The ACS move to eliminate future slots for an estimated 3,000-plus five-year-olds -- who are eligible to attend public school kindergartens -- also raised several sets of concerns.

While recognizing the appropriateness of kindergarten education programs for these children, advocates express concerns about the ability of both public schools to handle the sudden influx of new children.

“We are seeing an increased amount of overcrowding in many neighborhoods throughout the system and an increased number of kindergarteners because we have a rising birth rate in this city,” said Leonie Haimson, Executive Director of Class Size Matters. Rather than closing down child care capacity, Haimson called for an alternative strategy to transfer UPK programs out of public schools and into to community-based facilities. “The maximum number of Pre-K seats should be sited in community based organizations to free up space in our public schools for smaller classrooms and other services we need,” she said.

Advocates also questioned the capacity of DYCD-funded Out of School Time (OST) programs to continue providing yearround, extended day, wrapparound child care which these younger children will need. “There aren’t DYCD programs in every public school and many of these programs are already full and have long waiting lists. There is no assurance that parents will be able to get their kindergarten children enrolled,” said Sandy Socolar, Senior Policy Analyst with DC1707 which represents day care employees in the City-funded centers.

The loss of 3,000 slots for five-year-olds – representing a loss equal to approximately 150 classrooms systemwide -- is also expected to have a significant impact on the financial stability of day care programs and their staff. Helen Owen Carey, which currently serves 20 five-year-olds, or the equivalent of one classroom, estimates the loss at over $200,000 annually.

“These cuts will mean layoffs,” said the Day Care Council’s Andrea Anthony.

“Empty Classrooms”

The third component of ACS’ plan calls for the elimination of “empty classrooms” in centers with a long term pattern of under enrollment. “There are a significant number of programs across the City which continue to be severely under enrolled by at least one classroom (or 15 or more children),” Commissioner Mattingly told the Council. “For this reason, starting in January 2009, we are going to reduce capacity within child care programs that are chronically under-enrolled, as defined by a three-year average, a 12-month average and current levels.”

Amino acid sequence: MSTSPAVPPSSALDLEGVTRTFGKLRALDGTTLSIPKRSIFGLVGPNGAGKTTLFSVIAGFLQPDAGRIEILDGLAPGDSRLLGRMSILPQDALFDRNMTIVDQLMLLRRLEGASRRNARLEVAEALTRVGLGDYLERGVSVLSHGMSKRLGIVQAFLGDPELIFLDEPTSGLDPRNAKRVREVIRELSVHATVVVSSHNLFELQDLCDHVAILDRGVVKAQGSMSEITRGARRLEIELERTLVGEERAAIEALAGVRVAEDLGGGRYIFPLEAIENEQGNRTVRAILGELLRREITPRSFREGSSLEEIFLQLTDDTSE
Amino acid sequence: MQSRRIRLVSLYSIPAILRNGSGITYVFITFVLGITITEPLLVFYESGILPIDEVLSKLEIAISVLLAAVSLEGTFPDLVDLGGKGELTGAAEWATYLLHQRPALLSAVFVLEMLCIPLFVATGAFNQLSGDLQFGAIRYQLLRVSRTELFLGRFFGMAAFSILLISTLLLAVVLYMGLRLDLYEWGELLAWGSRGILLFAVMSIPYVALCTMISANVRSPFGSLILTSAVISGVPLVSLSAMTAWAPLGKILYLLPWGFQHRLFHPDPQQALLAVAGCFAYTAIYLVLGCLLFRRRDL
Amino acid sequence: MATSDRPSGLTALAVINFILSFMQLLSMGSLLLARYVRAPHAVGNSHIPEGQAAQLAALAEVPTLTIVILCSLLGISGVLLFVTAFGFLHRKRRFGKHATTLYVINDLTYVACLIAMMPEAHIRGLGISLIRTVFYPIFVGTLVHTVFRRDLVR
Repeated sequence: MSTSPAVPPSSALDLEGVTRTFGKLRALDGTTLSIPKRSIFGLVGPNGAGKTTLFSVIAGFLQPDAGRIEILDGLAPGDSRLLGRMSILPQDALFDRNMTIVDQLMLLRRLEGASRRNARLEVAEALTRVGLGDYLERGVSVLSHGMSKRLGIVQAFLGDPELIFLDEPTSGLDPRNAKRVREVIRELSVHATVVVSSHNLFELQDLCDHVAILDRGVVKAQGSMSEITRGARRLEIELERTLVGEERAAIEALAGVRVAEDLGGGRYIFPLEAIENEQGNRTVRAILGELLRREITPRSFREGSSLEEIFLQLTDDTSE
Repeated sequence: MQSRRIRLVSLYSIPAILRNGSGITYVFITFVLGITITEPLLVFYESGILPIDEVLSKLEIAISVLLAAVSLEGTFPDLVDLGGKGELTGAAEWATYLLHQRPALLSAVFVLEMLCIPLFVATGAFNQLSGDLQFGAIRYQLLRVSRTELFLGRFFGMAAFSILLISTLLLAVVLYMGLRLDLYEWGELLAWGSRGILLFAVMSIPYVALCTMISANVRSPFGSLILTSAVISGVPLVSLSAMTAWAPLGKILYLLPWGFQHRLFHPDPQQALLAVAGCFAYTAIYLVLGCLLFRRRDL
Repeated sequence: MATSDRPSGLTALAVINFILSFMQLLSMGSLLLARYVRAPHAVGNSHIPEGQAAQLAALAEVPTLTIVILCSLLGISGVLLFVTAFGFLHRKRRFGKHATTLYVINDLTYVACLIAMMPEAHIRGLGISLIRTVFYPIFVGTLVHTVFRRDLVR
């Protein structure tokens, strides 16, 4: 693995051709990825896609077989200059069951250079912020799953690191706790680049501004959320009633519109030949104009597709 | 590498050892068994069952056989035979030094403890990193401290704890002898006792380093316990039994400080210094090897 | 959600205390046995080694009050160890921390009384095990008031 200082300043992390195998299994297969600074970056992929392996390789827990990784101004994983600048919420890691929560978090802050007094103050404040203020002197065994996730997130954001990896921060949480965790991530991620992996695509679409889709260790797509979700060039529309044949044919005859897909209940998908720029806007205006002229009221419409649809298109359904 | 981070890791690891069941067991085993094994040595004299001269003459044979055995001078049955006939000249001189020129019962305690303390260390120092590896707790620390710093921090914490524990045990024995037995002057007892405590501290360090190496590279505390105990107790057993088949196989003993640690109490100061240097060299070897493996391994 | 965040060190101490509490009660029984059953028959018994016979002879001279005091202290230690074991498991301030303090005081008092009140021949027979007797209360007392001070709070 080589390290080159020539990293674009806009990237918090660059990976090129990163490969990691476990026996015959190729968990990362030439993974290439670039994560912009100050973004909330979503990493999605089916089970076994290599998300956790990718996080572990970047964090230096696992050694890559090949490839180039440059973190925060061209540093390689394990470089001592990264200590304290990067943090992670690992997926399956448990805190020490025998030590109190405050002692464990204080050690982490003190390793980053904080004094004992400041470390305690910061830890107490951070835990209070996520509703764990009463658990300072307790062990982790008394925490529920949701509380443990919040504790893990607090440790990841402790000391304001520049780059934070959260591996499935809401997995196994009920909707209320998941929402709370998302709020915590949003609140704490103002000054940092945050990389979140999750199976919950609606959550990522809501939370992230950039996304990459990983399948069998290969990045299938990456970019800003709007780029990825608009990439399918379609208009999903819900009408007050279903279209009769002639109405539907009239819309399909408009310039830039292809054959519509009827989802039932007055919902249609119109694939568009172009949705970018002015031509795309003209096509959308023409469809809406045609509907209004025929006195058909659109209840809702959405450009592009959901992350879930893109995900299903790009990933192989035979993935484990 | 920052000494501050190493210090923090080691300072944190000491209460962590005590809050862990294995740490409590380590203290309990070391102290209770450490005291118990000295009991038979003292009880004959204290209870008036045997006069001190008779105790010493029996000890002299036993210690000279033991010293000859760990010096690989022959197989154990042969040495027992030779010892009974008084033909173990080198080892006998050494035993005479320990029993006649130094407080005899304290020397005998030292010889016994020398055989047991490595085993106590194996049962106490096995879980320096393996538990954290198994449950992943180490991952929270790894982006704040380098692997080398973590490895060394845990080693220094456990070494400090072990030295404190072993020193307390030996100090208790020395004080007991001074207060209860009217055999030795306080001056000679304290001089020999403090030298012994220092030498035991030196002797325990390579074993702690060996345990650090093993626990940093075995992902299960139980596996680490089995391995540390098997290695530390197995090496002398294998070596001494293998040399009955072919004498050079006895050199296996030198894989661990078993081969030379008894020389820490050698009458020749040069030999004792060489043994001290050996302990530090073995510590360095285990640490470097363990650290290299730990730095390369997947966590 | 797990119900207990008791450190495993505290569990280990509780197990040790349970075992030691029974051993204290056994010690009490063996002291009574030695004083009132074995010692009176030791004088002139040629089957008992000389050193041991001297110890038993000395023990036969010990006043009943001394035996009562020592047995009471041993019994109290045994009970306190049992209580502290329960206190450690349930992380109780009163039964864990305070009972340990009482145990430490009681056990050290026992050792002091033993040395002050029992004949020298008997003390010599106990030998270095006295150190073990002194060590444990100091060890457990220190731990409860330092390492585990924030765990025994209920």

While it was reported that ACS planned to eliminate capacity at a total of 21 centers, the agency has yet to identify any specific programs for reductions. An ACS spokesperson indicated that the agency was currently reviewing capacity and enrollment data in conjunction with individual agencies.

The Bigger Budget Picture

“We are very disappointed that ACS's child care budget shortfall has been so persistent and large that unless substantial funds are found outside of ACS, such dramatic action will be necessary,” said Jennifer March Joly, Executive Director of Citizens Committee for Children. “In the absence of adequate state and federal support to meet increased costs, and in light of the economic crisis, the city appears unable to continue to fill the child care budget gap. While we are relieved that children currently receiving child care will not lose services if there are enough kindergarten and OST slots available, moving forward additional resources must be secured to help preserve the city's child care centers and ensure young children have safe, quality child care while their parents are at work.”




Wednesday, November 26, 2008

Children’s Aid Society Gets $450K from New York Life Foundation
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fred_scaglione @ 9:55 am EST

The Children’s Aid Society has received a two-year, $450,000 grant from the New York Life Foundation. This grant will increase the number of youth by the Next Generation Center in the South Bronx. The Next Generation Center offers services to youth in foster care who are facing the transition into adulthood, including educational help, financial management training and leadership in a safe environment. The center will now be able to serve 700 14-to-24-year-olds served per week.

This is the second grant The Children’s Aid Society has received from the New York Life Foundation, which funded the Next Generation Center in 2006 with an initial grant of $102,000. As a result, membership grew to 300 from 20 youth per week.

“We are delighted that the New York Life Foundation has continued to fund our program, which will now provide more youth who are ‘aging out’ of the foster care system with the information and skills to become responsible, self-sufficient adults in a safe environment,” said C. Warren Moses, chief executive officer, The Children’s Aid Society. “The support these young adults receive is life-changing and not simply a quick fix. They will use the skills they learn for the rest of their lives.”

“We are pleased to continue this gratifying partnership and help more young people obtain the services they need to overcome the challenges that come with transitioning out of the foster care system,” said Chris Park, president, New York Life Foundation. “The Next Generation Center provides an extensive range of services to make a successful transition to independent living.”